That’s where I’m sitting, yeah. I live in that region of the world. The relater is the glue. The relater is, if we have the human fabric as the title of the book, the relater is the weaver of the human fabric. What they do is, mavens pick an area of the world and they study it. Relaters pick people. For relaters, people are the thing. And people are this infinite puzzle, and they’re just so interested in people. Oh my gosh, your journey, and how’s your day, and all this stuff. What they’re gathering data on is this entity called a person. And where they are. And then you should really talk to this person. My youngest brother is a total relater. and I have these great relaters in my world, and I look at what they do, and it’s incredible. It’s sometimes really frustrating, because as a maven or an evangelist you don’t think of a person as a universe unto themselves. but a relater does. So they’ll sit there and if you say, tell me about Joe, they’ll go oh, you know, and 20 minutes later you’ve got a soliloquy on Joe. And I’m like no, don’t tell me that much. What they’re doing, and this is the interesting thing, is I always used to draw the triangle as maven, evangelist, relater, like that…

Maven at the top.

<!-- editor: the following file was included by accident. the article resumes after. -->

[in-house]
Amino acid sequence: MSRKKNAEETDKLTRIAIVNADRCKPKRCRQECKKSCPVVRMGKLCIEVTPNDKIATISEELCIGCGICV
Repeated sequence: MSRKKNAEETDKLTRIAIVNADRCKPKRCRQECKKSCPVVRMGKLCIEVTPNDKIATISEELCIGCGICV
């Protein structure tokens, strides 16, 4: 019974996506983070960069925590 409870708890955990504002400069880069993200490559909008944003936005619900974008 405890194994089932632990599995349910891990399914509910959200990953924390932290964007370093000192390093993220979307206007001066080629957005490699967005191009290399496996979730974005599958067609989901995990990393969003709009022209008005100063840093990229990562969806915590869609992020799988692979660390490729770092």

Maven at the top. I didn’t know why. But I learned later that a model is already communicating information when you place the elements. So my friend Tina, who did the book cover, she has a company called Spoon Bend, it’s a graphic design marketing company. She took the triangle and she tipped it; and she also did three paintings that illustrated the energies of these three. She tipped it forward, and all of a sudden it all made sense. Because the evangelist was on the ground, pulling the triangle. the maven was stepping up on the top, and the relater was in the back, connecting, making sure everything is good, but taking a quiet role. That’s the thing with relaters is you can tell who the mavens are, you can tell who the evangelists are, the relaters are in the background - they’re the unseen third. But really each of these two resolves the duality for the other. So when the maven and the relater have a conflict, the evangelist can come in there and broker that discussion, because all of their energies are in a tight triangle like that. So, relaters are incredibly important.